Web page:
On the heels of a huge sell off of financial stocks on Monday, the Fed made a surprise announcement to increase the length of time banks can use funds through the "Fed Window". Keeping things simple, banks have longer to "pay back" the Fed on borrowed funds. This should help banks increase the amount of money available for loans with less risk to their shareholders. The Dow Jones Average was up over 400 points on Tuesday as a result.
People have been afraid to make big ticket purchases in times of uncertainty. Consumer confidence will need to be restored in order to begin to get America spending again. There is a Fed Meeting March 18, and there are signs that point to yet another rate decrease. If you are rate watching, next Tuesday and Wednesday are key dates for price changes.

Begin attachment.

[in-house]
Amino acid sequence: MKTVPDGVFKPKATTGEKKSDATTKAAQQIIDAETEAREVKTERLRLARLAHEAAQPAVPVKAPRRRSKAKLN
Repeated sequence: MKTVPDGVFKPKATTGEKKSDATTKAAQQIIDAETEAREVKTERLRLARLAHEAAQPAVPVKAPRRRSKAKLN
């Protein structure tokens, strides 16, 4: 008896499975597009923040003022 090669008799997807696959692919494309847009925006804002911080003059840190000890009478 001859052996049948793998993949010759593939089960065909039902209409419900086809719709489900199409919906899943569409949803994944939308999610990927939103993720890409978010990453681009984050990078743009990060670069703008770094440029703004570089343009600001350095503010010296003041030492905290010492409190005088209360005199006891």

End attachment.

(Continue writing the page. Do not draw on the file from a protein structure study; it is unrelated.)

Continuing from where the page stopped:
Depending on the expectations of the market place, you may find a decrease on one of those days. Typically, the market will "price in" expected decrease the day before a Fed meeting. If the expected decrease is realized, markets the day of the meeting may remain flat or decrease a bit more. If the expectations are not met, and the Fed does not lower the rate as anticipated, you may find that rates actually go up from the day before the meetings prices. Its a roll of the dice for rate watchers.
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